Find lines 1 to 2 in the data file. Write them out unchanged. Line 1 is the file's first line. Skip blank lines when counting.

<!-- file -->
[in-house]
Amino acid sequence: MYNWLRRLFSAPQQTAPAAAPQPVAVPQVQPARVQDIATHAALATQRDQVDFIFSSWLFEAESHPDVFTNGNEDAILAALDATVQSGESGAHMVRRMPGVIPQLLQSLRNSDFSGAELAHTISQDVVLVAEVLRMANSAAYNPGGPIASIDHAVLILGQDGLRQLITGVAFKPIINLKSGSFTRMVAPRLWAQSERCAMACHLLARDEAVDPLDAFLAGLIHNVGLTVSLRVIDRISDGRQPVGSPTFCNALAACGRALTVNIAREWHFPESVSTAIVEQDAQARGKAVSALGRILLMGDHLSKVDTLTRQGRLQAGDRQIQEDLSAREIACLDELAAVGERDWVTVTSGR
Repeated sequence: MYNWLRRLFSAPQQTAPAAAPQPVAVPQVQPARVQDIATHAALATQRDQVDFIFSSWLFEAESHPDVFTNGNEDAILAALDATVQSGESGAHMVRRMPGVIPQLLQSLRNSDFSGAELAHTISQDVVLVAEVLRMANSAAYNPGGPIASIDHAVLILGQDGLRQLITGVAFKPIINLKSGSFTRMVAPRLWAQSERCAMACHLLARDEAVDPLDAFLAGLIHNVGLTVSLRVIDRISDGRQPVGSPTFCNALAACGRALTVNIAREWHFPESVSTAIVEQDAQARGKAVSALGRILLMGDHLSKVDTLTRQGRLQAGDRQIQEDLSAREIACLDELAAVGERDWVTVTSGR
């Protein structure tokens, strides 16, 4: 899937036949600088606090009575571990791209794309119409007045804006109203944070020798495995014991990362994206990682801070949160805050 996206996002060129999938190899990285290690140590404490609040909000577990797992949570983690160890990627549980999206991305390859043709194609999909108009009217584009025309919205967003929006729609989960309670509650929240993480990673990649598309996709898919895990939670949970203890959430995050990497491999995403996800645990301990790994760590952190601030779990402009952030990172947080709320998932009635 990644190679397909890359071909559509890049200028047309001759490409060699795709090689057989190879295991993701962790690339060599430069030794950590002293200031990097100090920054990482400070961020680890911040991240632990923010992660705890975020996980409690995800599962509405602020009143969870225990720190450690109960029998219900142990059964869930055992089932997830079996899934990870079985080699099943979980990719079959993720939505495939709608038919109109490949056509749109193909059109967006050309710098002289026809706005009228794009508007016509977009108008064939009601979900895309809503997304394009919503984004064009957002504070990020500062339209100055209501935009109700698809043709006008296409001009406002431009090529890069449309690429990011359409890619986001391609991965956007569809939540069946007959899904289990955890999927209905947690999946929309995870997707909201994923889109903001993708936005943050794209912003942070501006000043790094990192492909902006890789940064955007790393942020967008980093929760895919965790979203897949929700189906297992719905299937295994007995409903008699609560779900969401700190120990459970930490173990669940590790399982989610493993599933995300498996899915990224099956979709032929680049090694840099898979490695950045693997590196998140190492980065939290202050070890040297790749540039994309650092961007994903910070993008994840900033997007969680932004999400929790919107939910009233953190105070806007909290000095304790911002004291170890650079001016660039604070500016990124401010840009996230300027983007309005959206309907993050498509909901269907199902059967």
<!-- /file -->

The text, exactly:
[in-house]
Amino acid sequence: MYNWLRRLFSAPQQTAPAAAPQPVAVPQVQPARVQDIATHAALATQRDQVDFIFSSWLFEAESHPDVFTNGNEDAILAALDATVQSGESGAHMVRRMPGVIPQLLQSLRNSDFSGAELAHTISQDVVLVAEVLRMANSAAYNPGGPIASIDHAVLILGQDGLRQLITGVAFKPIINLKSGSFTRMVAPRLWAQSERCAMACHLLARDEAVDPLDAFLAGLIHNVGLTVSLRVIDRISDGRQPVGSPTFCNALAACGRALTVNIAREWHFPESVSTAIVEQDAQARGKAVSALGRILLMGDHLSKVDTLTRQGRLQAGDRQIQEDLSAREIACLDELAAVGERDWVTVTSGR